Clinical update

COVID-19: NICE guidance on community and end of life care

NICE has published guidance on managing and treating the symptoms of COVID-19 in patients at home

Picture of a nurse caring for a patient at home
Picture: Alamy

Essential information

COVID-19, the illness caused by coronavirus, has swept around the world since it was first identified in China late last year.

The pandemic in the UK has led to widespread restrictions to normal life in a bid to limit its spread and reduce the exposure of the most vulnerable. Community nurses will be caring for affected patients at home, including those who are at the end of their life.

View our COVID-19 resource centre

What’s new?

The National Institute for Health and Care Excellence (NICE) has published guidance on managing the symptoms of COVID-19 in patients at home.

The guidance sets out the importance of care planning and discussing possible likely outcomes so that patients can express their preferences about future treatment.

Nurses should find out if they have plans or advance decisions to refuse treatment, including do not attempt resuscitation decisions. The guidance also advises how to treat symptoms at home, recommending that people with a cough try honey before progressing to other treatment.

NICE has also produced additional rapid guidance on caring for those with pneumonia in the community and chronic obstructive pulmonary disease (COPD).

Signs and symptoms

Tell patients the key COVID-19 symptoms are cough, fever, breathlessness, anxiety, delirium and agitation, but that they may also have fatigue, muscle aches and headache, NICE says.

Causes and risk factors

While anyone can become seriously unwell from coronavirus, those considered high risk include those aged over 70, pregnant women and people with some conditions. Among those considered extremely vulnerable are people who have had solid organ transplants and people with some cancers, and those undergoing some cancer treatments, including chemotherapy. People with severe respiratory conditions including cystic fibrosis, severe asthma and severe COPD, people on immunosuppression therapies and pregnant women with heart disease are also considered extremely vulnerable, according to government guidance.

RCNi articles on end of life care

How you can help your patient

  • Minimise face-to-face contact where possible.
  • Support patient’s mental well-being, signposting to charities and support groups where available, to help alleviate any anxiety and fear they may have about COVID‑19.
  • When possible, discuss the risks, benefits and possible likely outcomes of the treatment options with patients with COVID‑19, and their families and carers, so that they can express their preferences about their treatment and escalation plans.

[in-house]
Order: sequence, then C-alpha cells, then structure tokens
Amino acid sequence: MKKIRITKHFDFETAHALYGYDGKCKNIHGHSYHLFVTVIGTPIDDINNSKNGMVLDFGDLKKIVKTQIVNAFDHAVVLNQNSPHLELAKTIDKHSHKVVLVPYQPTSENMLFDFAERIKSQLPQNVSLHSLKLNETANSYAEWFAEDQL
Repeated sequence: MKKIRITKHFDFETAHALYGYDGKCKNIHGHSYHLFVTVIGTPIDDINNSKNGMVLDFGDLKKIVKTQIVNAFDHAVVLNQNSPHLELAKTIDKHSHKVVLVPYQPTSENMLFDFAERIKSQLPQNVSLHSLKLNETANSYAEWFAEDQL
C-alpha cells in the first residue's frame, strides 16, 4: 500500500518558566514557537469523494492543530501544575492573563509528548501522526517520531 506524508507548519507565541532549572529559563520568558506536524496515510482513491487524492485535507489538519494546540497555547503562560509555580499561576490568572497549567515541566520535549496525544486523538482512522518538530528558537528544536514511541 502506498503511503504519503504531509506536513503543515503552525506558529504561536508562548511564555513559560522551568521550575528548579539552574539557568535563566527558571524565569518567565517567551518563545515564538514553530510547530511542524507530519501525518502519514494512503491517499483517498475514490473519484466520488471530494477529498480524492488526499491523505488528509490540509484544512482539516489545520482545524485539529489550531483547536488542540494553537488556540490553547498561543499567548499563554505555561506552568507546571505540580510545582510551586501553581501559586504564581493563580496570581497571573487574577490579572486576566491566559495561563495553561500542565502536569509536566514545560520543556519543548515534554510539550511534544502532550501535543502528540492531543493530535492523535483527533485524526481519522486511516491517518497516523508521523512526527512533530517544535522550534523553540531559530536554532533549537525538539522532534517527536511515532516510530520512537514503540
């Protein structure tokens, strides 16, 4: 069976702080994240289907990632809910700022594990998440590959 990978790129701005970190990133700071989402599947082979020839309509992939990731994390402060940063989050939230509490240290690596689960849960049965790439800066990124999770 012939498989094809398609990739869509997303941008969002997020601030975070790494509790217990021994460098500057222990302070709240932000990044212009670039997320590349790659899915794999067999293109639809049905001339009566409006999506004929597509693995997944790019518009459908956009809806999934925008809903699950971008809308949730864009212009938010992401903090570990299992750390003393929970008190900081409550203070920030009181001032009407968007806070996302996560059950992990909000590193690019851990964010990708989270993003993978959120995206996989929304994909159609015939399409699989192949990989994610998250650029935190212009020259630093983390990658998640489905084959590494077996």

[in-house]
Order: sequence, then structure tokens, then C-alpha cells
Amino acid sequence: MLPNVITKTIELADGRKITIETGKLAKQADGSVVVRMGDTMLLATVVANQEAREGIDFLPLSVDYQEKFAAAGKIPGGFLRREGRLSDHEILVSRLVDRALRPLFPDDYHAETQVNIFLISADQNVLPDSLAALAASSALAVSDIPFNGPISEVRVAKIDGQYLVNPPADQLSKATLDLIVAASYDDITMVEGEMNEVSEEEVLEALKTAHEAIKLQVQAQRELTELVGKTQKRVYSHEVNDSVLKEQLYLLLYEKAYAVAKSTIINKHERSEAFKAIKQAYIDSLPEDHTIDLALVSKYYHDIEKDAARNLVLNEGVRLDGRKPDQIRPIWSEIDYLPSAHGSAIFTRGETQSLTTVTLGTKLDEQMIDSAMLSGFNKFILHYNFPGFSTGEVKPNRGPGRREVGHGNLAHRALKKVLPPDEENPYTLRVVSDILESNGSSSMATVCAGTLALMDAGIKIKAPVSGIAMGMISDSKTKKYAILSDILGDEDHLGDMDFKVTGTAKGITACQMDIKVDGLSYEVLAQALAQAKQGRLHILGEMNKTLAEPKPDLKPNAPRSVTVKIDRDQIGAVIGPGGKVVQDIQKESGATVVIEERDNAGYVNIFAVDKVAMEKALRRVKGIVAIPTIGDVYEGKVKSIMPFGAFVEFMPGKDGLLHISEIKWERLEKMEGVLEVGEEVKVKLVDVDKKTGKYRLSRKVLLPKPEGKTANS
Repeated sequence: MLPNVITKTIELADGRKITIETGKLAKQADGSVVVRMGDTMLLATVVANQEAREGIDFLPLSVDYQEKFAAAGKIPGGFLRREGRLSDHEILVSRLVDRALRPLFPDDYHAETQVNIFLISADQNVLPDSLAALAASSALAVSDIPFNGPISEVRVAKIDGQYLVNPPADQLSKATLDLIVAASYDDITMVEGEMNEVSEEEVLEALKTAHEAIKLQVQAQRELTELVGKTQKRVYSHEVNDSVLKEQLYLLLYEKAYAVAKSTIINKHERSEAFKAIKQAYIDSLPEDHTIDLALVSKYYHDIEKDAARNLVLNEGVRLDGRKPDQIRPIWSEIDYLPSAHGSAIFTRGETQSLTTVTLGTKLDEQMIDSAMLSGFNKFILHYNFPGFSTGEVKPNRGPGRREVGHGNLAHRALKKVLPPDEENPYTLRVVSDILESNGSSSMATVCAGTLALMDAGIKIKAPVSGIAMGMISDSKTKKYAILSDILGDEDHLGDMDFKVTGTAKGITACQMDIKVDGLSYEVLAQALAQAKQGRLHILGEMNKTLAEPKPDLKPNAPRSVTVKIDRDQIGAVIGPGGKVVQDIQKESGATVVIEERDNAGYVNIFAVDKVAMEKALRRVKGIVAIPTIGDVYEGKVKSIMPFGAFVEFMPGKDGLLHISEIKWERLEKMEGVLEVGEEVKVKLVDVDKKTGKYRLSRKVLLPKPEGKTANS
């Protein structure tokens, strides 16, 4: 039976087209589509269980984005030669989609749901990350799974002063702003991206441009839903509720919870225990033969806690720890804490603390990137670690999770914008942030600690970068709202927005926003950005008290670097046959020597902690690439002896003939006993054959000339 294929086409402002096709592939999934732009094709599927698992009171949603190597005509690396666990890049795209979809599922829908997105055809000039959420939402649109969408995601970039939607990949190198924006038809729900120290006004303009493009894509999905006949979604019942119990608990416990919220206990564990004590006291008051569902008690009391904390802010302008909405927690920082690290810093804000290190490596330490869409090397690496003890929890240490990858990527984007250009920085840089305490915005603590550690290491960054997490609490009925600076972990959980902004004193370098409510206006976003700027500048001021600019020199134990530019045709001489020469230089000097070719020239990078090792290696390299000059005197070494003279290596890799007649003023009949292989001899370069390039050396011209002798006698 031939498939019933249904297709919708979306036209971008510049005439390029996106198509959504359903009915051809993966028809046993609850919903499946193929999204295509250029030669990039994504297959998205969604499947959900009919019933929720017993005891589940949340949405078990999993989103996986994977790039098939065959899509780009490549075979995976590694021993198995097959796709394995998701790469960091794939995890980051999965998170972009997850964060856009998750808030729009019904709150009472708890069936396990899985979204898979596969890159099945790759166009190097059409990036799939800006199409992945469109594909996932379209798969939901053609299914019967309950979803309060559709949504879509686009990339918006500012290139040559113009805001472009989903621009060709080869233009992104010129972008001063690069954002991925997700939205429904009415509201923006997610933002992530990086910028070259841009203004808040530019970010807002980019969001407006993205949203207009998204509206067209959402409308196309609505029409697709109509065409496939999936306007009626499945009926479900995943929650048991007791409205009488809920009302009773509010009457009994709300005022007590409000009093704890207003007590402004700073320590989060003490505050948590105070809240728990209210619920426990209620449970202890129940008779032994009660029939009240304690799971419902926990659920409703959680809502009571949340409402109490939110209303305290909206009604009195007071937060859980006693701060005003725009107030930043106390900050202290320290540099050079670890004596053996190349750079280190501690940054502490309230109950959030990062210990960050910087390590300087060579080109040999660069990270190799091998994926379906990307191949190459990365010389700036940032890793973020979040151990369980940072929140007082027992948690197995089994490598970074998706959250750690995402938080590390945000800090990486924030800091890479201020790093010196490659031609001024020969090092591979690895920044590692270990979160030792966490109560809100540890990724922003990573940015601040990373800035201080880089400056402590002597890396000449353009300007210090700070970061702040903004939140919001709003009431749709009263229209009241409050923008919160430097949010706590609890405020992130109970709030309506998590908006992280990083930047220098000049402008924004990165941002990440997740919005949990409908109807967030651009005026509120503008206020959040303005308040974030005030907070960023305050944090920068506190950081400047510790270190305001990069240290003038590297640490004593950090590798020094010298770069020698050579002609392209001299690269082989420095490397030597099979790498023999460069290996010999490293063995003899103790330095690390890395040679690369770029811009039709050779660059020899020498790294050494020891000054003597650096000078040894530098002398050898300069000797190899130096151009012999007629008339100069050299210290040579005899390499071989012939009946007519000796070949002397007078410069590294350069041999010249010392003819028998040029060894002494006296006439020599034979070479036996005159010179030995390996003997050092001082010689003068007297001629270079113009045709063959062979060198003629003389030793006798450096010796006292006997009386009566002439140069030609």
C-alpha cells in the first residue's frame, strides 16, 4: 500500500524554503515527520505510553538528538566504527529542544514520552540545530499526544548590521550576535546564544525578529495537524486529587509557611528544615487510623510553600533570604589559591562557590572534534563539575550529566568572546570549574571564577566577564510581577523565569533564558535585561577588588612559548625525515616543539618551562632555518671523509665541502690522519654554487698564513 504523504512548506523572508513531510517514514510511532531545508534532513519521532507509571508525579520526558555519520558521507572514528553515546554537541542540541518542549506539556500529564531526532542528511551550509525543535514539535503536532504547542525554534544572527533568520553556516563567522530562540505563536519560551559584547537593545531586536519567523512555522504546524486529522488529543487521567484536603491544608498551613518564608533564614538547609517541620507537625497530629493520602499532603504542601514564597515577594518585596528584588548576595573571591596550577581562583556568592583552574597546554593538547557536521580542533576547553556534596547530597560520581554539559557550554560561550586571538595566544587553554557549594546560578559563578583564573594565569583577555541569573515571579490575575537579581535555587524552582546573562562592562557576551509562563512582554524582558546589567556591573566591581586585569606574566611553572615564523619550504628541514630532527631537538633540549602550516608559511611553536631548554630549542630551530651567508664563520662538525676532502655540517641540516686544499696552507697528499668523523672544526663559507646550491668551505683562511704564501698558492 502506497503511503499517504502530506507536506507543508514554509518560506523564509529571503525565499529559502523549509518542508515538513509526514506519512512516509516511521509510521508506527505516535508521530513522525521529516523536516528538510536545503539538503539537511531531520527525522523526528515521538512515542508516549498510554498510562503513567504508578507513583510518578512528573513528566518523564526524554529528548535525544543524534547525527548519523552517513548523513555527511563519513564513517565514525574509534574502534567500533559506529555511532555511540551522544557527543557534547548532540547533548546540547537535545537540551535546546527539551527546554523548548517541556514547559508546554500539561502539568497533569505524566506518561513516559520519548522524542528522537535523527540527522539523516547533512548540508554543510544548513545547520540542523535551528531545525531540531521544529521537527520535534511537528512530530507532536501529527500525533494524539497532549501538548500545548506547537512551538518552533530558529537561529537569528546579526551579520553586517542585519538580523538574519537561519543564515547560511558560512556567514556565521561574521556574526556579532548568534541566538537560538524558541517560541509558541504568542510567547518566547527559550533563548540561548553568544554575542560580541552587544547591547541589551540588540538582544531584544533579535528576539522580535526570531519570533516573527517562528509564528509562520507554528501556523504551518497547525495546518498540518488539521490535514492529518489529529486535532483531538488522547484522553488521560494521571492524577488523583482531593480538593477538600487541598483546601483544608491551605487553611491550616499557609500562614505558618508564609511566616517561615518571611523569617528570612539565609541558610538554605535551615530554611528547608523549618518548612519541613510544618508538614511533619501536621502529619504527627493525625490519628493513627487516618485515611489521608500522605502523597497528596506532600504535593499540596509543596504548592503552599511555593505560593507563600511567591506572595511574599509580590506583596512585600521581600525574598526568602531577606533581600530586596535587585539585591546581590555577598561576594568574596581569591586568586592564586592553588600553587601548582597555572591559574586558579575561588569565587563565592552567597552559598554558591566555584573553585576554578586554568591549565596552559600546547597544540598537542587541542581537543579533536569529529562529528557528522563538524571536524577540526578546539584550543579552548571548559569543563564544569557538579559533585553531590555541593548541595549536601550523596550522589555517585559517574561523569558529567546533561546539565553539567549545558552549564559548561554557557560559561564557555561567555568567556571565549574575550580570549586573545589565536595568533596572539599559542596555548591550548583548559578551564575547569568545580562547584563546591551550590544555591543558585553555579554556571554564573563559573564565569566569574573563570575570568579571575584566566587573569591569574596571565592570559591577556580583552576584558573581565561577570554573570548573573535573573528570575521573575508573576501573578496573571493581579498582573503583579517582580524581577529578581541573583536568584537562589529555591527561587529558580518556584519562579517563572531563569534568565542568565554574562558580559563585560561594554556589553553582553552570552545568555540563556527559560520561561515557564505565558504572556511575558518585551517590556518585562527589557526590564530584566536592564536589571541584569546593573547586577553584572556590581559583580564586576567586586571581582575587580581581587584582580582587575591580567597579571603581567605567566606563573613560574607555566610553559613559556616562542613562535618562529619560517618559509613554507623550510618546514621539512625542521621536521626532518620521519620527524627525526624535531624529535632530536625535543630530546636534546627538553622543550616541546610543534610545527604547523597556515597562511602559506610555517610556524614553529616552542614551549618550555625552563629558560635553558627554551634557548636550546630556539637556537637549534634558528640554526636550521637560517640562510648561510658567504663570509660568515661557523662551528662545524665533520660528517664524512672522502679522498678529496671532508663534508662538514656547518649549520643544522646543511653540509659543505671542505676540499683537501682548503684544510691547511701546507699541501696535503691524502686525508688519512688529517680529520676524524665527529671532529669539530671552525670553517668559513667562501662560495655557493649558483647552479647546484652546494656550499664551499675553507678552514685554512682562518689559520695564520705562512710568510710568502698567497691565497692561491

• When managing key symptoms of COVID‑19 in the last hours and days of life, follow the relevant parts of the NICE guidance on care of dying adults in the last days of life. This includes pharmacological interventions and anticipatory prescribing.
  • Be aware that severe breathlessness often causes anxiety, which can then increase breathlessness further. Advise patients that keeping the room cool, encouraging relaxation and breathing techniques, changing body positioning, and improving air circulation by opening windows or doors can help in managing breathlessness.

Expert comment

Picture of Julie PearceJulie Pearce, chief nurse and executive director of quality and caring services at Marie Curie UK

‘This guidance has been produced rapidly in a difficult, changing situation. Overall, I don’t think it will change the way that Marie Curie nurses approach work in people’s homes that much, as it describes things we already do, but it will be helpful to nurses in the community, including district nurses. The prescribing advice will also be useful for nurse prescribers and GPs.

‘One of the main changes emphasised in the document is doing more work remotely, on the phone where possible.

‘The NICE guidance acknowledges the shortages of medication and equipment, such as syringe drivers, we are likely to face, but does not say much about it. We are looking at different ways of delivering medication, such as buccal or subcutaneous, to deal with this.

'We are worried that people who are very unwell or approaching the end of life are using healthcare services less than normal. We want people to know we are still here for them and they should get in touch.’


Erin Dean is a health journalist

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